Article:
Harty, Martin and Halford look ahead to yearling sales


Three trainers give their top tips and share their tales of success

Friday, September 17, 2021
Patrick and Eddie Harty

Eddie & Patrick Harty and rider Nicolas Terrassin after Whatucallher gave the Harty's their first win on the joint licence


Whether returning after a lengthy absence or continuing a tradition spanning generations, there remains a unique buzz when it comes to identifying future winners at this time of year, writes Paul Martin.

Ahead of upcoming yearling sales at Tattersalls Ireland (September 21-22) and Goffs (September 28-October 1), we’ve been catching up with trainers across Ireland to find out their top tips ahead of the auctions getting underway.

Patrick Harty is among those who will be running his expert eye over yearlings in the coming weeks and there will be a new emphasis on discussions for the Curragh-based trainer, who is coming to the end of his first season on a joint-licence with father Eddie.

The pair made history as Ireland’s first joint-trainers when their partnership was confirmed in May and Whatucallher provided the perfect start to their link-up with victory at Punchestown – the seven-year-old was back in the winners’ enclosure at Ballinrobe on Friday night.

 

“I’m very proud to have another rung on the ladder for the Harty family,” said Patrick, whose family have been part of the furniture in Irish racing since the 1860s.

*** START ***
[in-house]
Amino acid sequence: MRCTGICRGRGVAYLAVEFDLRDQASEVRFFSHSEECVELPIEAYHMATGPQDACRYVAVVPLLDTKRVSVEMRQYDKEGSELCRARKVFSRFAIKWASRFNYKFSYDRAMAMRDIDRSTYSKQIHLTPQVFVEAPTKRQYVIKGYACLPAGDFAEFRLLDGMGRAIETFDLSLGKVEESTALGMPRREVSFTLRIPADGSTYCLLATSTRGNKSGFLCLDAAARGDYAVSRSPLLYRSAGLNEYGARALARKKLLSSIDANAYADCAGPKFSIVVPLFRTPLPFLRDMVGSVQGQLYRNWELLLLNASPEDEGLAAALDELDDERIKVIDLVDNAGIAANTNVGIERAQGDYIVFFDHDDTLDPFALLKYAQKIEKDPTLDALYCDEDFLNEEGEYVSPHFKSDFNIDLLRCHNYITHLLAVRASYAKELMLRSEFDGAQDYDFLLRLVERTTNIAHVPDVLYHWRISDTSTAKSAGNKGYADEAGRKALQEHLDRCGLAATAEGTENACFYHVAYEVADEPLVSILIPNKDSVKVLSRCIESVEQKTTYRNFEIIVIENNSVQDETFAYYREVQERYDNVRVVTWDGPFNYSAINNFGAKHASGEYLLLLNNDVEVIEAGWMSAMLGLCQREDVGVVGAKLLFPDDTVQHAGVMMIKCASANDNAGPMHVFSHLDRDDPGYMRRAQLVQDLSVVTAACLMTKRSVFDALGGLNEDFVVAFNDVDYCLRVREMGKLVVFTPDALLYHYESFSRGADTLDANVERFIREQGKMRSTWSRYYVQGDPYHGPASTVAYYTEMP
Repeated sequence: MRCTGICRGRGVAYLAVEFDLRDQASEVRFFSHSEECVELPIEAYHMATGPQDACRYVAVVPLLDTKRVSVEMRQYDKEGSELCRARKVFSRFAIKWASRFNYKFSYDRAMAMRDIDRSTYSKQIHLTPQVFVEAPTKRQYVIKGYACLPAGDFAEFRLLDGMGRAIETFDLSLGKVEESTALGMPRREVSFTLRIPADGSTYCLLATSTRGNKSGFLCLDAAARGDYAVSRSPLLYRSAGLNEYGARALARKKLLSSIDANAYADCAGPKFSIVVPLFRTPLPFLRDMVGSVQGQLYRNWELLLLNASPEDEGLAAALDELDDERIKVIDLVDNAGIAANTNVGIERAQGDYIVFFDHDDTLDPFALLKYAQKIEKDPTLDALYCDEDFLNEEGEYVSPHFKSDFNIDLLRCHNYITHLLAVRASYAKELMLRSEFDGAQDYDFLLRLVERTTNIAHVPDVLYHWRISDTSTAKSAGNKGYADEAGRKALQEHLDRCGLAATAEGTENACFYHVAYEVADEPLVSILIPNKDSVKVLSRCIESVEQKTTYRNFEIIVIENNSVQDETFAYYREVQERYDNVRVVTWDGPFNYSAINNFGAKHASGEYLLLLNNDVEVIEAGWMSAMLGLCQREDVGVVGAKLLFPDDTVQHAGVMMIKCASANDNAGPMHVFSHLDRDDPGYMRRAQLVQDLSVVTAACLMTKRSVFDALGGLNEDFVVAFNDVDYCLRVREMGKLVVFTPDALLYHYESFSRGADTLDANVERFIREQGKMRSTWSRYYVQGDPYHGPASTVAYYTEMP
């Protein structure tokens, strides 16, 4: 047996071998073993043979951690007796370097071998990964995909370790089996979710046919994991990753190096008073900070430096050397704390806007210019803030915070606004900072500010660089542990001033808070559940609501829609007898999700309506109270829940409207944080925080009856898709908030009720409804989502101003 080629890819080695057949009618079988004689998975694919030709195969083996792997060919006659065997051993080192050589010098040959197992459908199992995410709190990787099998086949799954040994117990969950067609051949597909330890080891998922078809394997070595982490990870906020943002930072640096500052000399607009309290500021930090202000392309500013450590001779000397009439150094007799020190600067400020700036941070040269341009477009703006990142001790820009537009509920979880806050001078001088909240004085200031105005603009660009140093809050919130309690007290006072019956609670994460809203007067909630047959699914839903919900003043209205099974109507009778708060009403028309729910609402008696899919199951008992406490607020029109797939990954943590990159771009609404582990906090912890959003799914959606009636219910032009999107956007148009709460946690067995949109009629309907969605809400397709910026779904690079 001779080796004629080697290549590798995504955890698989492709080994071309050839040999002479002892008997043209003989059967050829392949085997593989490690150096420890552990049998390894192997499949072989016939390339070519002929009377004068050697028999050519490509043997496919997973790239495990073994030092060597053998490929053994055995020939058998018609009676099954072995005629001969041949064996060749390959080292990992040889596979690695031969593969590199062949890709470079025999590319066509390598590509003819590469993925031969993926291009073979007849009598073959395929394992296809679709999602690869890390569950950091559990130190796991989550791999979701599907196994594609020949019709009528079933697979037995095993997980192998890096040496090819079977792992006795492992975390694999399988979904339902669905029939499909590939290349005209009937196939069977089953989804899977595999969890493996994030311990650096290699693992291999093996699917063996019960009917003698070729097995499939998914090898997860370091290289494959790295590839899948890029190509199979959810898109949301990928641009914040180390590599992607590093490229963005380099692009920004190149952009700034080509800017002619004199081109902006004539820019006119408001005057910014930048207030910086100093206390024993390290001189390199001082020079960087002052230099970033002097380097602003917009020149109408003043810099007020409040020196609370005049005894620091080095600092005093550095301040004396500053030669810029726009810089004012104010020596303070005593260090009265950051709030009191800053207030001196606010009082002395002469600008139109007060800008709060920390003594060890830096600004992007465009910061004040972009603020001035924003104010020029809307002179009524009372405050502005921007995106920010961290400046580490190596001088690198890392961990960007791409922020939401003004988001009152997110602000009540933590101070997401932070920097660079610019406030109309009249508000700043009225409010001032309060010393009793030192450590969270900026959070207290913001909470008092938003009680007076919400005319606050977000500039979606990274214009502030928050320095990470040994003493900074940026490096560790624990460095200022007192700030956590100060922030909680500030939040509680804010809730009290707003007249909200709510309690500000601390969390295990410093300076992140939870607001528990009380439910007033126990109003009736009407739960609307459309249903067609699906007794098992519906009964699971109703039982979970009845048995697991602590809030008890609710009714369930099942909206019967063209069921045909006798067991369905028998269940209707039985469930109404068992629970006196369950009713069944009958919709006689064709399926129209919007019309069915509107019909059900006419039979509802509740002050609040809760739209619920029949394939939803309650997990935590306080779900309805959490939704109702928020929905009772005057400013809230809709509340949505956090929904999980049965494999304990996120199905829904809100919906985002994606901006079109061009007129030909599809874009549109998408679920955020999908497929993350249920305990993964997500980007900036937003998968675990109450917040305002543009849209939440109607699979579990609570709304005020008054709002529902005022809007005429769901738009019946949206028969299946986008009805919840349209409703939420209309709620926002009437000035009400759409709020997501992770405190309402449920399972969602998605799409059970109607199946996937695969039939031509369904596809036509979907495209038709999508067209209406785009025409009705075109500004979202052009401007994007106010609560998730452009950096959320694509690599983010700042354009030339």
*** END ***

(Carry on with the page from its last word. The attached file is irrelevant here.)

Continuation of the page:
“Things have changed more than I was anticipating but in a good way. I’ve felt a bit more pressure when horses go to the races, especially with a chance, but there’s also been a lot of satisfaction and I’ve had a great thrill from having my name on the licence.

“It’s a lot easier, especially around sales, as when you’re pitching to someone you can say ‘give me a chance’, you’re not saying ‘give my father a chance’. It’s a lot easier when you’re speaking for yourself.

“Generally, we like a horse with a nice, easy action, a kind eye and a nice-looking horse. My grandfather always told me that when you bring a horse home from sales for a client, you need to be proud to show it off.”

Harty’s excitement for this year’s sales has been raised by the return of the Goffs Million, which first ran between 2006 and 2009 and will return in September next year.

Entry will be exclusive to Goffs Orby graduates from the upcoming sales and Harty hopes to have a live chance on home soil at the Curragh – though the long-term prospects of horses he picks up from the sales remain paramount.

“The rejuvenation of the Goffs Million is a big incentive for owners and potential clients to get involved and target a big pot,” said Harty, who has sourced the likes of California Levee and Sir Psycho, sold on to Hong Kong and Paul Nicholls respectively, at yearling sales in the past.

“We want to have a couple of darts to throw at that. It would be fantastic to have a runner in it and even better to have one that could bring back some prize money. 

“But we are trying to avoid having that as the be all and end all. We’d like a horse that can go on and have a career as a three and four-year-old. We don’t want it to have a two-year-old season then nothing afterwards.”

Harty admits an open mind and forgiving attitude are required at the sales, particularly when working to a tight budget – thoughts echoed by Pat Martin.